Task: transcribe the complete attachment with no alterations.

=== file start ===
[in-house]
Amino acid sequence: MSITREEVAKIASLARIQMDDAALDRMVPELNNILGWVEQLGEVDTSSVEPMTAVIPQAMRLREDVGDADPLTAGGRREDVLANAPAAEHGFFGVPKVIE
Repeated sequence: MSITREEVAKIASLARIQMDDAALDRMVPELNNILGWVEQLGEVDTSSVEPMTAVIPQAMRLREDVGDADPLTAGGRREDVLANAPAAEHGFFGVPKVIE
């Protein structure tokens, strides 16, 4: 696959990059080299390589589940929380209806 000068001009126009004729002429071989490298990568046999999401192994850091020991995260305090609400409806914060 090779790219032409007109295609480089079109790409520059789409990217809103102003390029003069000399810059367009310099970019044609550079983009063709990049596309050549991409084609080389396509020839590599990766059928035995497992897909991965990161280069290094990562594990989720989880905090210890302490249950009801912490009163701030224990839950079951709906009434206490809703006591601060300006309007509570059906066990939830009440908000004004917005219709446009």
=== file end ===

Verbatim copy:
[in-house]
Amino acid sequence: MSITREEVAKIASLARIQMDDAALDRMVPELNNILGWVEQLGEVDTSSVEPMTAVIPQAMRLREDVGDADPLTAGGRREDVLANAPAAEHGFFGVPKVIE
Repeated sequence: MSITREEVAKIASLARIQMDDAALDRMVPELNNILGWVEQLGEVDTSSVEPMTAVIPQAMRLREDVGDADPLTAGGRREDVLANAPAAEHGFFGVPKVIE
């Protein structure tokens, strides 16, 4: 696959990059080299390589589940929380209806 000068001009126009004729002429071989490298990568046999999401192994850091020991995260305090609400409806914060 090779790219032409007109295609480089079109790409520059789409990217809103102003390029003069000399810059367009310099970019044609550079983009063709990049596309050549991409084609080389396509020839590599990766059928035995497992897909991965990161280069290094990562594990989720989880905090210890302490249950009801912490009163701030224990839950079951709906009434206490809703006591601060300006309007509570059906066990939830009440908000004004917005219709446009």